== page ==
Pointing out that social media language has done more harm than good in the writing abilities of students, a Masters degree student of English Language at the Lagos State University, Miss Esther Chioma, said “the use of social media, amidst it’s many blessings, has caused great deterioration to people’s writing abilities as most people don’t know how to make or write good sentences, they tend to prefer the shorter, elliptic, and sometimes incomprehensible version. In a nutshell, I don’t think the use of phones should be encouraged in secondary schools.”

For Clementina Nzeako, an Economist based in Kano; “The use of phone by students has brought about the issue of phone addiction. Students now spend gargantuan portion of their time on their phones. Because of the psychological effect it has on students; which has to do with making it difficult for them to have profitable intellectual discussions in real life, and inability to make real non-virtual friends, students now stand the risk of losing their already dormant writing skills.”

Students speak: A 200 level student of Chemical Engineering at the University of Benin, Sylvester Nwokolo, said “I wouldn’t lie to you, the thing is affecting me. Normally I facebook, tweet, chat on Whatsapp and ping in short forms like ‘LWKMD’ – Laugh wan kill me die, also, since we don’t submit our notes like we did in secondary school, I use short forms when taking down notes in class.

“There was this particular exam that I wrote in short form because I was running out of time and the course lecturer specifically came to class after exam and said that those of us that used short forms have lost 15 marks. I nearly fainted. He went on to say that we being in science is not an excuse to not know proper English grammar; that if you are a first class graduate and you speak poorly people will think you bought your certificate.”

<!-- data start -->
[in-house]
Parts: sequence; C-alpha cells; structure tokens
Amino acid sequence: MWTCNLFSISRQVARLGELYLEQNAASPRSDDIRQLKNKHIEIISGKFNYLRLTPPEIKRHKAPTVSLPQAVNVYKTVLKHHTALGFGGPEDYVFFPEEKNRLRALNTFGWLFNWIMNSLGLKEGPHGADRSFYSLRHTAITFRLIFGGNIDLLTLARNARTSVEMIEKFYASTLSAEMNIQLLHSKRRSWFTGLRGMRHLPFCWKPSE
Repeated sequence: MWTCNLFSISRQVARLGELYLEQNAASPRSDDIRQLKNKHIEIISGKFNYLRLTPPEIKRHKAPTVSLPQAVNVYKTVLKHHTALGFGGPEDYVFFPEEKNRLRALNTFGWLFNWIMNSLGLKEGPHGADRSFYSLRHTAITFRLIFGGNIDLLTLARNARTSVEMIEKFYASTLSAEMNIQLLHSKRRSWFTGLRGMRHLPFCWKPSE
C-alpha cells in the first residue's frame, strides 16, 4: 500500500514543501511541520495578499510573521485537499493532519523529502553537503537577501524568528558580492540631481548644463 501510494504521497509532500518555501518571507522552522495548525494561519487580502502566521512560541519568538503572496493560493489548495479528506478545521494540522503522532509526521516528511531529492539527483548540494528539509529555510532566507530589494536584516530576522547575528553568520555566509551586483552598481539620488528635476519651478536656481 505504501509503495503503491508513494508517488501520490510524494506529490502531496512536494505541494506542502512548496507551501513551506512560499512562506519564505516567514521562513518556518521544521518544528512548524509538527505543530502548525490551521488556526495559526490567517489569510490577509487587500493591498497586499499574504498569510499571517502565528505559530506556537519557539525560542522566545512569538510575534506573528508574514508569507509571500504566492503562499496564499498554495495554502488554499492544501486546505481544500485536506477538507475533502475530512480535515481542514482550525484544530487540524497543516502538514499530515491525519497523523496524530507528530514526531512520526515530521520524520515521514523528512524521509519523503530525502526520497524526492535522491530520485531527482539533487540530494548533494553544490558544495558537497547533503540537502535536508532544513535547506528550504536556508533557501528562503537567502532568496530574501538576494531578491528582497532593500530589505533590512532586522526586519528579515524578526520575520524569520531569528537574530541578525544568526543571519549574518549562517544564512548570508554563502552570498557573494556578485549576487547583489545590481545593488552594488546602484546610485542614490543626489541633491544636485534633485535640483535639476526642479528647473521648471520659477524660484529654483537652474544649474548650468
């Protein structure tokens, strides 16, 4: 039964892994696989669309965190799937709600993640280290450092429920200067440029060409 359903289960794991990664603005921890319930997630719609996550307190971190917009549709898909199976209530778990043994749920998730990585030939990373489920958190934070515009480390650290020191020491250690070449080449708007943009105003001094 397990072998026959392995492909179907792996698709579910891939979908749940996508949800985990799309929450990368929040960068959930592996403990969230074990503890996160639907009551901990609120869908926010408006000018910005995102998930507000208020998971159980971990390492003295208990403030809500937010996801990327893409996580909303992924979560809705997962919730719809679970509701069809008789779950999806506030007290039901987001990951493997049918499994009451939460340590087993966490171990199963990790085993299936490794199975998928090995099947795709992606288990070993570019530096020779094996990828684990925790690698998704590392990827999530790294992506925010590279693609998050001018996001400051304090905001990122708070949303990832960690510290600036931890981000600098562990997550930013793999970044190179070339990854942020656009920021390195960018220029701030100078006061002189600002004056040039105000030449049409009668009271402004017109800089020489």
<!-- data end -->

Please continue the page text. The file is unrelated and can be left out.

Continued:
For Rebecca Obika, an SS3 student in one of the private schools in Port Harcourt, chatting in long hand is boring. She said “I have a smart
phone because my parents always like to reach me. Teachers say it’s not allowed but I have to have my phone that I use it for assignments too. If I chat in normal long form, my friends will say I am boring. In fact, instead of laughing normally, we just say ‘LOL’ amongst ourselves. It’s the in thing and we have to keep with the trend.

“there was a time I accidentally used the short form in an exams but I don’t think the teachers minded so much. At best they will remove two marks. Is the important thing not to understand what they are teaching? Does it matter how I type it?”

Toafeek Tajudeen, SS2 student of Federal Government College, Lagos, said “I use my elder brother’s phone to chat with my friends because I do not have a personal phone. I know that chatting with those abbreviations will affect me but I use them so that the text message will not exceed one page. I am usually conscious not to use it in copying my notes because we submit our notes for grading and my teacher will automatically give me zero if we write short form.”

Way forward: Text message or chartroom slang affects students’ academic performance either positively or negatively.  Positively because some use it for important academic message or family members or friends both at school and at home for information especially when they are out of credit and cannot make voice calls. Negative when they become addicted to SMS, IM, BBM and so on when they use text slangs to the point of writing such slangs in their continuous assessment and examinations.

It is most astonishing to note that even though the students are aware of the dangers associated with the use of SMS slangs, especially during examinations, they still cannot stop it because they uncautiously use it.

However, the use of SMS slangs can be overcome if only its users can adopt the use of only simple and correct English when doing so.